Local Rotary Donates $100,000 To Rockingham Park

By JESSICA WETZLER
Daily News-Record  3/5/19
 
HARRISONBURG — Members of four local Rotary clubs gave not only their time over the weekend, but their money — donating $100,000 for playground equipment at Rockingham Park at the Crossroads.
Over 60 members from the Rotary clubs of Harrisonburg, Rockingham County, Bridgewater and Harrisonburg- Massanutten pitched in hours of time spreading wood carpet down to be used under mulch and installing boarders surrounding the new playground at the park.
Jon Sayre, a project leader with the Rotary Club of Rockingham County, said the donation was made up of three years of proceeds from the annual Strawberry Festival, a fundraiser with proceeds benefiting to the Build Our Park initiative and the Rockingham Park at the Crossroads.
“We were looking to donate to a park or playground so we took the proceeds and put them in an account until we decided what to use it for,” Sayre said. “It took us three years to get us where we needed to be, but the kids need this playground.”
Kirby Dean, director of Rockingham parks and recreation, said the playground equipment was budgeted at $150,000. With the donation, only $50,000 must come out of the Parks and Recreation Department’s $2.5 million budget for the 2018-19 fiscal year.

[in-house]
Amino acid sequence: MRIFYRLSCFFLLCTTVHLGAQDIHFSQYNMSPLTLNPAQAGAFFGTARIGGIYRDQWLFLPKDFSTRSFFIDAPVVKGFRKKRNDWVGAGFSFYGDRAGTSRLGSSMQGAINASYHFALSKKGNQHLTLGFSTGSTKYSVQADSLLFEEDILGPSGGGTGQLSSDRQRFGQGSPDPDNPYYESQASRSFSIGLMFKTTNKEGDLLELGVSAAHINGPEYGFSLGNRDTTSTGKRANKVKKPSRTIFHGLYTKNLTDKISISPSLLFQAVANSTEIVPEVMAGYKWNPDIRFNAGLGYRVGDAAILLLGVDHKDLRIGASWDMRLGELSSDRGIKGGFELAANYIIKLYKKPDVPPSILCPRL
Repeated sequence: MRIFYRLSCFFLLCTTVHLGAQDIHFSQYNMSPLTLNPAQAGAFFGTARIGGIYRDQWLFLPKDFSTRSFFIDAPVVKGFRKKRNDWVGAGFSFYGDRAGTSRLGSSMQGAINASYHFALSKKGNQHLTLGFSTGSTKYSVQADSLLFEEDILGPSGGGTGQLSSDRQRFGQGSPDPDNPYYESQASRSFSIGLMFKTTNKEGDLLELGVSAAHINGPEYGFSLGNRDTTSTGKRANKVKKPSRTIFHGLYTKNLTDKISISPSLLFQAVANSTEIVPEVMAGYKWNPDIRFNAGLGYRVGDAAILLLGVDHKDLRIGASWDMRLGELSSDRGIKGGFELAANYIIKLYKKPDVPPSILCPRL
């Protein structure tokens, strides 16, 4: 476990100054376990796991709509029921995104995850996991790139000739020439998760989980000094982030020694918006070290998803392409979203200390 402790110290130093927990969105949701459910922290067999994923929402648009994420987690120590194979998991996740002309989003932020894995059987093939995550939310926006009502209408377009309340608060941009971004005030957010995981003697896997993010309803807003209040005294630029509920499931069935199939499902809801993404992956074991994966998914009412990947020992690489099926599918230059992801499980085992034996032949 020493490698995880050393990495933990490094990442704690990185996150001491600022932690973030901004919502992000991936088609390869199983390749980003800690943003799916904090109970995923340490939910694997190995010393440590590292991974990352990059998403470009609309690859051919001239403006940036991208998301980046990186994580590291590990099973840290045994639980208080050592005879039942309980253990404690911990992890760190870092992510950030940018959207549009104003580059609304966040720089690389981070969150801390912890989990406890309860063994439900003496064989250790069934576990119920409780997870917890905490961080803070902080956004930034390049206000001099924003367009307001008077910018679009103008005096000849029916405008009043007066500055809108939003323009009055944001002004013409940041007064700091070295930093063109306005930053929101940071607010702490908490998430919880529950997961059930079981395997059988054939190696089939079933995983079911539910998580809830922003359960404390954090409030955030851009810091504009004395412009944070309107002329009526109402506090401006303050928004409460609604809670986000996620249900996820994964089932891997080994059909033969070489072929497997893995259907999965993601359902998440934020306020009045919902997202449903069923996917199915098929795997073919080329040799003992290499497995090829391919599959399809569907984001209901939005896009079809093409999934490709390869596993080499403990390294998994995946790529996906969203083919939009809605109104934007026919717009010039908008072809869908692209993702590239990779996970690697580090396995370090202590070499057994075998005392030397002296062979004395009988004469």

With the work done by volunteers, Dean said the playground should be ready for visitors soon.
“All that is left is cleaning up the equipment, smoothing out the area and placing a rules sign,” Dean said. “The playground should be ready to go on seven to 10 days.”
Dean said the county is still anticipating a June 1 grand opening for Rockingham park at the Crossroads, though the county began using some facilities last year.
The county acquired the 64-acre property east of Harrisonburg along U. S. 33 in the Penn Laird area nearly five years ago with plans to build four multipurpose fields, two baseball and two softball fields, three playgrounds, four shelters, a splash pad, amphitheater, walking trails and an indoor recreation center.
The first phase of construction of the $22 million park, which includes the multipurpose, baseball and softball fields, was originally projected to open in spring 2018, but delays forced officials to reschedule the planned grand opening for late August. Work was delayed again, however, due to weather and other factors outside of developers’ control, according to county officials.
The park’s four multipurpose fields were used for flag and tackle football this past fall. Concession stands and restrooms located by the fields also were finished last year. Work is continuing on the two baseball and softball fields.
Dean said the baseball and softball fields will be named Albert Long Fields in honor of Albert Long, a veteran of World War II who retired in the area and donated a separate parcel to the county for use as a park in 1971. Long died in 1989.
“We are working on the two [baseball and softball] fields that will be opening in June, as well as working on the other two [baseball and softball] fields that will open a year later,” Dean said Monday.